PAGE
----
Although the unjust enrichment principle has traditionally been treated as having a formulaic function, there is some evidence that the principle may be shifting towards a more normative function. The trigger for this shift may be an important dictum of Lord Goff in Westdeutsche Landesbank Girozentrale v Islington LBC[1] where he recognized that:

An action of restitution appears to me to provide an almost classic case in which the jurisdiction should be available to enable the courts to do full justice... The seed is there, but the growth has hitherto been confined within a small area. That growth should now be permitted to spread naturally elsewhere within this newly recognised branch of the law. No genetic engineering is required, only that the warm sun of judicial creativity should exercise its benign influence rather than remain hidden behind the dark clouds of legal history.

Whilst it cannot follow from this that we must throw away the recognized principles which underlie the award of restitutionary relief, this dictum does suggest that there is a shift of emphasis away from a backward-looking, principled approach towards a forwardlooking approach, which is much more prepared to enter new territory and award restitutionary relief in circumstances where such relief has not been awarded before. Is this desirable?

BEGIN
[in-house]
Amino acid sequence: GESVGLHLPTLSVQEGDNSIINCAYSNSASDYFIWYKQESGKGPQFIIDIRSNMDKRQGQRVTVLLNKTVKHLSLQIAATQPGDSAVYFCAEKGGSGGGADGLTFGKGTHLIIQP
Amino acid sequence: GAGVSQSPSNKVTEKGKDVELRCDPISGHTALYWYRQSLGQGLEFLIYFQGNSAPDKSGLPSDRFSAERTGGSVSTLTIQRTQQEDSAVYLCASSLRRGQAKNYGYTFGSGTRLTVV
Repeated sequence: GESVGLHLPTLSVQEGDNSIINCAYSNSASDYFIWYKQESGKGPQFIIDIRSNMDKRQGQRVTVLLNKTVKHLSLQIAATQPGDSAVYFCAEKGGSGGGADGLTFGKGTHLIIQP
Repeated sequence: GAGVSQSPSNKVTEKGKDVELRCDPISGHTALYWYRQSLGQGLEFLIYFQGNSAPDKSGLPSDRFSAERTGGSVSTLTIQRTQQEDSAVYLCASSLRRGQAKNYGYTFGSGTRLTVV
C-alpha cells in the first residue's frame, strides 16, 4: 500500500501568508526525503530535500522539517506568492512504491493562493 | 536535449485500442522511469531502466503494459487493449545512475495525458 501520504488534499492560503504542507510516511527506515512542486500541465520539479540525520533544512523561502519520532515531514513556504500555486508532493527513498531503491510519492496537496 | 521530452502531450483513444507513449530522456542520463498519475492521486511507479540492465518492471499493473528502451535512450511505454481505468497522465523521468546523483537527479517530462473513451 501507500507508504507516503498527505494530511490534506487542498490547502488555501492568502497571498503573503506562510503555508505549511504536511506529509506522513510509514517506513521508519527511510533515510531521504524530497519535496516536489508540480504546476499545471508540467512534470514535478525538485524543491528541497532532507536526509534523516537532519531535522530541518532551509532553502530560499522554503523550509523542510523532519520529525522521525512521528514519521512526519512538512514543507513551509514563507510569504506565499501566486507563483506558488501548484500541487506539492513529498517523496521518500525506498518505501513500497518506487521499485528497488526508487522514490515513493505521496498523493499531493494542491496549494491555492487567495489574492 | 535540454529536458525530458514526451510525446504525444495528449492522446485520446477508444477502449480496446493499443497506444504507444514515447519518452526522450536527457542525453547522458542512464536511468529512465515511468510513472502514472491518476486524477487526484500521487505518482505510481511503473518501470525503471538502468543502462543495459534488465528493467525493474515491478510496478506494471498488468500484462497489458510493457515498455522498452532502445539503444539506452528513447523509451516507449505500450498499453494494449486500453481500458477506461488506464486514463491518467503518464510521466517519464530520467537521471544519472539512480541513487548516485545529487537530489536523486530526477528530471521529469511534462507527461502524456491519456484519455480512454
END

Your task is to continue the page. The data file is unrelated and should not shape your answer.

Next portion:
Such an approach has been adopted in Canada, where the courts have been much more prepared to award restitutionary remedies by reference to a general notion of unjust enrichment rather than the pre-existing grounds of restitution.79 But such an approach is surely unsatisfactory. The virtually unconstrained discretion of the judge to decide whether or not the receipt of an enrichment was in circumstances of injustice will result in great uncertainty. Such discretion is alien to the Common Law tradition where judges reach their decision by reference to what has gone before. The introduction of such a discretion would mean that judges would be more concerned with the circumstances of the case and balancing the conduct of the parties to see where the balance of justice lies. This danger is particularly well illustrated by the decision of Knox J in Hillsdown plc v Pensions Ombudsman80 who said:

As to its being unjust... one only has to compare the position of Hillsdown who successfully wielded a big but misguided stick with that of the members of the... scheme who were never told anything of what was being done as regards the payment of surplus to Hillsdown to see which way the scales of justice fall.

Although judges must be allowed a degree of discretion when determining whether the defendant should be liable to make restitution and what the nature of the restitutionary remedy should be, this discretion must never be at the expense of principle.

  • [1] [1996] AC 669, 697.
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